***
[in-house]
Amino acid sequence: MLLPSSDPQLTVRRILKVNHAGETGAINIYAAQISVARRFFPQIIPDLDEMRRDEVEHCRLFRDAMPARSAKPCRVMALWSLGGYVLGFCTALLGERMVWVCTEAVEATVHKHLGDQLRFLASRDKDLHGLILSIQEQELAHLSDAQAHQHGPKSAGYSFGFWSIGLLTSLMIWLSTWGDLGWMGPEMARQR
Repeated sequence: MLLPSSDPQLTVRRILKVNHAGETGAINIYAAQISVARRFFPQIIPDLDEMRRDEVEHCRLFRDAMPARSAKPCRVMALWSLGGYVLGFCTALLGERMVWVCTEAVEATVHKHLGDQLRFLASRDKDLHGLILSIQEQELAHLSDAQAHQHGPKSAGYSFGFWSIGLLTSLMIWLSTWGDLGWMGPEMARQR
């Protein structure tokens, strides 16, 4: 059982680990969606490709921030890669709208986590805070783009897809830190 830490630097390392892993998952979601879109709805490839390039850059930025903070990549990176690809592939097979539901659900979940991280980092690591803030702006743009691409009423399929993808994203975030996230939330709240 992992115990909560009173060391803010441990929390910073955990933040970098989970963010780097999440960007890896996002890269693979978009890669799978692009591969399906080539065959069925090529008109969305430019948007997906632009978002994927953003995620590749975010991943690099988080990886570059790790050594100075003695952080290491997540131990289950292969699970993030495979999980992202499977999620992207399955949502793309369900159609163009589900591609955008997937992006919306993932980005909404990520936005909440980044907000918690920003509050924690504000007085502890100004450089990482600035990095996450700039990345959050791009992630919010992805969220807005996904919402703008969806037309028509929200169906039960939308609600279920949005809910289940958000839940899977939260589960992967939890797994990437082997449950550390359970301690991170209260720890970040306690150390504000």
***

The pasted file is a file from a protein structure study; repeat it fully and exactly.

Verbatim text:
[in-house]
Amino acid sequence: MLLPSSDPQLTVRRILKVNHAGETGAINIYAAQISVARRFFPQIIPDLDEMRRDEVEHCRLFRDAMPARSAKPCRVMALWSLGGYVLGFCTALLGERMVWVCTEAVEATVHKHLGDQLRFLASRDKDLHGLILSIQEQELAHLSDAQAHQHGPKSAGYSFGFWSIGLLTSLMIWLSTWGDLGWMGPEMARQR
Repeated sequence: MLLPSSDPQLTVRRILKVNHAGETGAINIYAAQISVARRFFPQIIPDLDEMRRDEVEHCRLFRDAMPARSAKPCRVMALWSLGGYVLGFCTALLGERMVWVCTEAVEATVHKHLGDQLRFLASRDKDLHGLILSIQEQELAHLSDAQAHQHGPKSAGYSFGFWSIGLLTSLMIWLSTWGDLGWMGPEMARQR
């Protein structure tokens, strides 16, 4: 059982680990969606490709921030890669709208986590805070783009897809830190 830490630097390392892993998952979601879109709805490839390039850059930025903070990549990176690809592939097979539901659900979940991280980092690591803030702006743009691409009423399929993808994203975030996230939330709240 992992115990909560009173060391803010441990929390910073955990933040970098989970963010780097999440960007890896996002890269693979978009890669799978692009591969399906080539065959069925090529008109969305430019948007997906632009978002994927953003995620590749975010991943690099988080990886570059790790050594100075003695952080290491997540131990289950292969699970993030495979999980992202499977999620992207399955949502793309369900159609163009589900591609955008997937992006919306993932980005909404990520936005909440980044907000918690920003509050924690504000007085502890100004450089990482600035990095996450700039990345959050791009992630919010992805969220807005996904919402703008969806037309028509929200169906039960939308609600279920949005809910289940958000839940899977939260589960992967939890797994990437082997449950550390359970301690991170209260720890970040306690150390504000």